26 April 2018
We carried out this inspection under Section 60 of the Health and Social Care Act 2008 as part of our regulatory functions. This inspection was planned to check whether the provider is meeting the legal requirements and regulations associated with the Health and Social Care Act 2008, to look at the overall quality of the service, and to provide a rating for the service under the Care Act 2014.
Worplesdon View is a ‘care home’. People in care homes receive accommodation and nursing or personal care as single package under one contractual agreement. CQC regulates both the premises and the care provided, and both were looked at during this inspection. Worplesdon View is registered to provide accommodation for persons who require nursing or personal care for up to 78 people. There were 69 people living at the service at the time of our inspection.
This inspection took place on 08 March 2018 and was unannounced.
The inspection team consisted of two inspectors, two nurse specialists who were experienced in care and support for elderly people and two experts by experience. An expert by experience is a person who has personal experience of using or caring for someone who uses this type of care service.
Before the inspection we reviewed records held by CQC which included notifications, complaints and any safeguarding concerns. A notification is information about important events which the service is required to send us by law. This enabled us to ensure we were addressing potential areas of concern at the inspection.
The provider had completed a Provider Information Return (PIR). This is a form that asks the provider to give some key information about the service, what the service does well and improvements they plan to make. This information was reviewed to see if we would need to focus on any particular areas at the home.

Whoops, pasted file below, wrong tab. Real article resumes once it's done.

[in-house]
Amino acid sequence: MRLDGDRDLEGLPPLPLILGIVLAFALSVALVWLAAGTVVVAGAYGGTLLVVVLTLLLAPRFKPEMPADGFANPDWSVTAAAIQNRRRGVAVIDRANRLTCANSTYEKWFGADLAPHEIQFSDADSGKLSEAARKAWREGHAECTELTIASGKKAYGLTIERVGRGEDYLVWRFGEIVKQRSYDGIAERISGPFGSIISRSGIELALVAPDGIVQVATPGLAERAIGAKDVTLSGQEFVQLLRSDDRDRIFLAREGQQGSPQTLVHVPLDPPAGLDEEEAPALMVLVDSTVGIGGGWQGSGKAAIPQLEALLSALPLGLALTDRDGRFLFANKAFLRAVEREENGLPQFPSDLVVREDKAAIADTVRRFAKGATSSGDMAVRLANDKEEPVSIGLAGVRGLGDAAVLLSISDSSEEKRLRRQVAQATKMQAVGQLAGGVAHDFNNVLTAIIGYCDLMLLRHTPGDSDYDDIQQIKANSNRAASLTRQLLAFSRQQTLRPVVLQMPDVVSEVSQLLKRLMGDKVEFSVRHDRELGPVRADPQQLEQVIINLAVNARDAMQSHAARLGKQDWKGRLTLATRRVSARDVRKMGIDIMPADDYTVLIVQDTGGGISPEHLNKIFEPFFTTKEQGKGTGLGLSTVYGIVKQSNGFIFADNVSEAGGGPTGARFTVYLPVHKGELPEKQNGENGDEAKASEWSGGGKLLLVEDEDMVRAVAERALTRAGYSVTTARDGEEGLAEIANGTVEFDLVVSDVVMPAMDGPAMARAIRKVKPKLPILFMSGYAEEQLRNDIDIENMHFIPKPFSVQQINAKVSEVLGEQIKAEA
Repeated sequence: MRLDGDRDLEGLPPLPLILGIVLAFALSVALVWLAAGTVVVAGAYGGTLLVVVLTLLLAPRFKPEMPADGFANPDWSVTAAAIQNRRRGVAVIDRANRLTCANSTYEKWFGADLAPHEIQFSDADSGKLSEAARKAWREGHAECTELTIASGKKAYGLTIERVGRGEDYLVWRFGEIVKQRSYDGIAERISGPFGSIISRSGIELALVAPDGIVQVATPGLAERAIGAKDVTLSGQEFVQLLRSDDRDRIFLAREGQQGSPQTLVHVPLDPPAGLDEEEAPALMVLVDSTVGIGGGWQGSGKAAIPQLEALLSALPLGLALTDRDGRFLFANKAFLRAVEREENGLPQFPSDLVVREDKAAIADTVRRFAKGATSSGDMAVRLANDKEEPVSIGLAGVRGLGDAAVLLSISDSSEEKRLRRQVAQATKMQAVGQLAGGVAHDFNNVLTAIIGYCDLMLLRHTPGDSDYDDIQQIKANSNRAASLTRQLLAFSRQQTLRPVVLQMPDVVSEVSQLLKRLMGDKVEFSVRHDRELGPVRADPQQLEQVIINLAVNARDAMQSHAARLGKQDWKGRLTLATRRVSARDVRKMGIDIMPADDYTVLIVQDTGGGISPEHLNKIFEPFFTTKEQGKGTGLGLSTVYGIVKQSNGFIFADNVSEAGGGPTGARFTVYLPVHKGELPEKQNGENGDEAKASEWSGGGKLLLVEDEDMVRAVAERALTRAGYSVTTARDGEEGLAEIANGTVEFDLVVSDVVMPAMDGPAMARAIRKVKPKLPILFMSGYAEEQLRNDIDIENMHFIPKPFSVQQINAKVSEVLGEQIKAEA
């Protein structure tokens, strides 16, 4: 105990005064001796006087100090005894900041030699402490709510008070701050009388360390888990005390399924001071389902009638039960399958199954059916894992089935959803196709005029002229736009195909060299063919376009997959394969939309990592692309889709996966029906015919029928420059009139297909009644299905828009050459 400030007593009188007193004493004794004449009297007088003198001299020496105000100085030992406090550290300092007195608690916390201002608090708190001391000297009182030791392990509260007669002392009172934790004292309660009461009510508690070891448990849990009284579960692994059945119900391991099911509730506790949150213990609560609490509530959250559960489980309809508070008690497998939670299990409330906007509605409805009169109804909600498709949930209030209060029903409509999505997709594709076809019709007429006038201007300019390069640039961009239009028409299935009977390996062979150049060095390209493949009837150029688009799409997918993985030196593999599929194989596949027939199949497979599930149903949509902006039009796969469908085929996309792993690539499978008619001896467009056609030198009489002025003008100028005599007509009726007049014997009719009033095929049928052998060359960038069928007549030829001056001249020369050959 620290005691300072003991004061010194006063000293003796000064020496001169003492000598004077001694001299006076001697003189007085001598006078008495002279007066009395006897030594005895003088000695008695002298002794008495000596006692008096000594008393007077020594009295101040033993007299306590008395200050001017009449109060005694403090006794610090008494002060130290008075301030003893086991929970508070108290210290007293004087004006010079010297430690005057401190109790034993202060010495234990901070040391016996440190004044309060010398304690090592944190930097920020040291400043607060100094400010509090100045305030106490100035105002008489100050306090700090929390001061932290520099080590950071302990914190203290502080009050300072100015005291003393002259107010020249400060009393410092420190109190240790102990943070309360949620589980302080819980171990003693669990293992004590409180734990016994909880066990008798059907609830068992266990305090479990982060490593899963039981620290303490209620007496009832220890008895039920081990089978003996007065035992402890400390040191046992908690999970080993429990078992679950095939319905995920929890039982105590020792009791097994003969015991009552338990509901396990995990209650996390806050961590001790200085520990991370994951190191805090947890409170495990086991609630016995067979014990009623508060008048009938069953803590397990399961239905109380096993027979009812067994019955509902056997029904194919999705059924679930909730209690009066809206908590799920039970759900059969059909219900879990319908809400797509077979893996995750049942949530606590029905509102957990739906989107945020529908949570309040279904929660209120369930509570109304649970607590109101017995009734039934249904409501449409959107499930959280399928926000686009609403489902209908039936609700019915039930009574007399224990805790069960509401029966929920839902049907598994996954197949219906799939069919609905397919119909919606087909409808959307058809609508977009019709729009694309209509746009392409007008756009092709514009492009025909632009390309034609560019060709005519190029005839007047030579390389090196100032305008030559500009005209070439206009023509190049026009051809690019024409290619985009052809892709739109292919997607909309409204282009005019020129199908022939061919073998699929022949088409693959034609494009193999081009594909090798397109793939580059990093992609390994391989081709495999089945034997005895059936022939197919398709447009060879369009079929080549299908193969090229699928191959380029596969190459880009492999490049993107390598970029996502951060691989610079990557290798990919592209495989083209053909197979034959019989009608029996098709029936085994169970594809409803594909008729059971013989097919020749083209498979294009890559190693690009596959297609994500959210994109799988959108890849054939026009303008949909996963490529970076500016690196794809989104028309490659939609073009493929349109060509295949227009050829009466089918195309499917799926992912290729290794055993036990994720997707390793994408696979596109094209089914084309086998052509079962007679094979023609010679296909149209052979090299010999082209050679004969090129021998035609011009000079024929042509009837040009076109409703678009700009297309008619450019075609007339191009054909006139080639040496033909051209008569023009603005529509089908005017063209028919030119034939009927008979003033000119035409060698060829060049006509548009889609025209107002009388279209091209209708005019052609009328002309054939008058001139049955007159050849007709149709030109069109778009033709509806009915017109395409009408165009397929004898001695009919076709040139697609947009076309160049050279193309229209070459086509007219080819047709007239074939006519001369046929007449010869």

We spoke with 21 people who lived at the home, seven relatives and nine staff which included the registered manager who was present on the day. We observed how staff cared for people, and worked together. We also reviewed care and other records within the home. These included 12 care plans and associated records, six medicine administration records, five staff recruitment files, and the records of quality assurance checks carried out by the staff.
We also contacted commissioners of the service to see if they had any information to share about the home.
26 April 2018
Worplesdon View is a purpose built care home providing nursing and residential care for up to 78 older people, some of whom were living with dementia. The service is separated into three units; one of the units is for people living with early to late dementia and the other two units are for people with greater nursing needs. At the time of our inspection there were 69 people were living at the service.
There was a registered manager in post. A registered manager is a person who has registered with the Care Quality Commission to manage the service. Like registered providers, they are ‘registered persons’. Registered persons have legal responsibility for meeting the requirements in the Health and Social Care Act 2008 and associated Regulations about how the service is run. The registered manager was at the home during the time of our inspection.
We last carried out a comprehensive inspection of Worplesdon View in August 2017 where we found the registered provider was in breach of seven regulations. These related to the safe care of people; staffing levels; the responsiveness of the service to people’s needs, and how they managed complaints; and the effectiveness of the provider’s quality assurance systems. Following this inspection the registered provider sent us an action plan of how they would address these issues.